Frank Rizzo caught up with James Whiteside, principal dancer with the American Ballet Theatre — and VOICE’s first cover boy — has always been an outspoken guy.
Whether it’s as a star of both classical and modern dance, as electro-pop music creator under the moniker JbDubs or in his drag persona of Uhu Betch, the Fairfield native speaks with frankness—and snap.
Now, the talented multi-tasker shares the tea in “Center Center: A Funny, Sexy, Sad Almost-Memoir of a Boy in Ballet,” chronicling his dance challenges, bad Grindr dates, family trauma and his own ego, pride and search for intimacy.
“It doesn’t feel like a memoir to me,” he says during a Zoom interview from his Brooklyn apartment. “I’m 37 for fuck’s sake,” he says laughing. “Why should I be writing a memoir?”
Among essays about his pets, sketches and a mini-play, Whiteside tells playful, sad, joyous, painful tales. Think of it as confession with the lights turned all the way up and with a dance beat playing in the background.
“I wrote the book carrying a lot of baggage around with me and I felt that as I wrote I would drop little bits of it off. By the time I finished, I just felt lighter.”
I told him it seemed more like a biography of another, younger much wilder, and self-centered self.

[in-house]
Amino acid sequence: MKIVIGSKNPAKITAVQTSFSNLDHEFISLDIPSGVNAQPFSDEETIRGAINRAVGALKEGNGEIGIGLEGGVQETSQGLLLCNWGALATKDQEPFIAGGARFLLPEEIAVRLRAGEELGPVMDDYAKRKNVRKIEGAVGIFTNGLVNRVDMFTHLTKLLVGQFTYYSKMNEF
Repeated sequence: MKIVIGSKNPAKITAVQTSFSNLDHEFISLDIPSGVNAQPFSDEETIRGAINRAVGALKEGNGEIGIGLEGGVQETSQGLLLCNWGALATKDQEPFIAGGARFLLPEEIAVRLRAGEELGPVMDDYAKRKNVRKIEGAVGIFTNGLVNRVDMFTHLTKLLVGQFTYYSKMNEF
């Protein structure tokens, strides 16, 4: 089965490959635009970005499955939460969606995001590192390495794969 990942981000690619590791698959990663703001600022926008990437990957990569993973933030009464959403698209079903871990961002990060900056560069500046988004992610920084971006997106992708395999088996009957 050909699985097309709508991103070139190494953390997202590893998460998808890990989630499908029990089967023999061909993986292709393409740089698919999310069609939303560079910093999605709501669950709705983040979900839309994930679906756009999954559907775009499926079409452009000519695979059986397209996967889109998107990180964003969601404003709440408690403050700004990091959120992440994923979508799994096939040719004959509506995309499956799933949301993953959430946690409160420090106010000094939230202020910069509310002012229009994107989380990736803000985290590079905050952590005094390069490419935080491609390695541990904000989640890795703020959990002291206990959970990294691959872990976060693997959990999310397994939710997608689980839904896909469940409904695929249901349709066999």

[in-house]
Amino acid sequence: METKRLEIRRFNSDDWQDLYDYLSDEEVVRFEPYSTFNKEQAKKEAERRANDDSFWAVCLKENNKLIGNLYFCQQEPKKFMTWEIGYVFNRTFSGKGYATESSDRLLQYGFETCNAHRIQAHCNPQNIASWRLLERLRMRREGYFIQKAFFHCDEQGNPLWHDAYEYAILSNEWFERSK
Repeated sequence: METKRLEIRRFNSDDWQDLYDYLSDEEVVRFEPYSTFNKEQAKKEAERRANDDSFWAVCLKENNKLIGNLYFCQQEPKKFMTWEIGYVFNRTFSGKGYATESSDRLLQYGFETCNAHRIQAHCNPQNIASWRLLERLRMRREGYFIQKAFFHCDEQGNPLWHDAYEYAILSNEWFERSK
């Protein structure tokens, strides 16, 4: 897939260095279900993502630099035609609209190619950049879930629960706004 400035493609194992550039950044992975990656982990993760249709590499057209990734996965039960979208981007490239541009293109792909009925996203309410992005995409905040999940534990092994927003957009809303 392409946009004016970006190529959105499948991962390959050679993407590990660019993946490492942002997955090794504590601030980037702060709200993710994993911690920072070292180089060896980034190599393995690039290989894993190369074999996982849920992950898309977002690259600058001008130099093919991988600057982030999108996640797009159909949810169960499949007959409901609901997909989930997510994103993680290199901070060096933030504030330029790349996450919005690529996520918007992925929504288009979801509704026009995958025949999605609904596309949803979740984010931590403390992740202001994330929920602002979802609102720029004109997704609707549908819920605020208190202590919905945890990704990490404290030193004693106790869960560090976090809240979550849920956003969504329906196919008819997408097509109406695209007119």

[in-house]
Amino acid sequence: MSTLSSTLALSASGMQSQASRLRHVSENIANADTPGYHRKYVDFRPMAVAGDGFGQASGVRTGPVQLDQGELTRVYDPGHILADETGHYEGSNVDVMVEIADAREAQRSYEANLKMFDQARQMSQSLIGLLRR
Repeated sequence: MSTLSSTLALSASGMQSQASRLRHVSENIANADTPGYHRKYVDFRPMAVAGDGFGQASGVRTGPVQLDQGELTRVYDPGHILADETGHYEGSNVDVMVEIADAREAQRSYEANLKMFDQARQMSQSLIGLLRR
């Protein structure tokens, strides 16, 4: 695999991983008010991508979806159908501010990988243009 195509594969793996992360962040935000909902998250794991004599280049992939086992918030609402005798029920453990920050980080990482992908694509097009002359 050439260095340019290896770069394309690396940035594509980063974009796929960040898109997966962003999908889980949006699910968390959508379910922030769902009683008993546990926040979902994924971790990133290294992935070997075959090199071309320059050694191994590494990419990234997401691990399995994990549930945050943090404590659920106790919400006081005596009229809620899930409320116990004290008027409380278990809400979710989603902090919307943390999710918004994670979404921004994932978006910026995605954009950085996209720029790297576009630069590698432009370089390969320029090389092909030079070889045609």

“Yeah. It’s like a very long apology.”
“Everyone and anyone really.”
But there’s also much humor in the book, too, as he writes about his love of ballet—and butts, which he says is one of the draws for gay men who become fans of the art form.
“I’m always flattered to be objectified frankly,” he says. “I think more men should be objectified,”
Frankness is Whiteside’s M.O. as he details his relationships, including his sexual ones.
“Honestly, sex is big part of the gay experience. I’m a gay man. I like sex period. I am happy to be viewed as promiscuous because that just means I’m having more fun than you.”
And no, he did not give his lovers fair warning. “I changed a lot of names but unfortunately there will be some sore folks, which was not my intention. I wrote it not thinking people would actually read it.
“Sex is always interesting to write about, and it felt good to explore my sexual history and to come to terms with things I wish I had done differently.”
There was a lot of shame, he says that came up in the writing. “Shame for the way I treated people: Friends. Family. Animals. Lovers. Myself.”
However, Whiteside was circumspect about the end of his 12-year relationship with boyfriend Daniel Donigan, aka drag artist Milk.
“I essentially made the decision not to air that laundry as of yet. It’s too soon. I probably will write about it at some point, but I’ll have to find the best way to do that and be respectful. We’re still great friends and he’s wonderful person.”
And relationships now? “No comment,” he says — discreetly.
Favorite drag artist, not counting Milk: “[P-Town regular] Dina Martina.”
Who would he love to be seated next to at a dinner party: “Cher. Just Cher.”
Growing up, did he have a male fantasy figure? “Prince Eric from ‘The Little Mermaid’.”
How about now? “I would like to have a date with Chris Pine … and Henry Cavill.”
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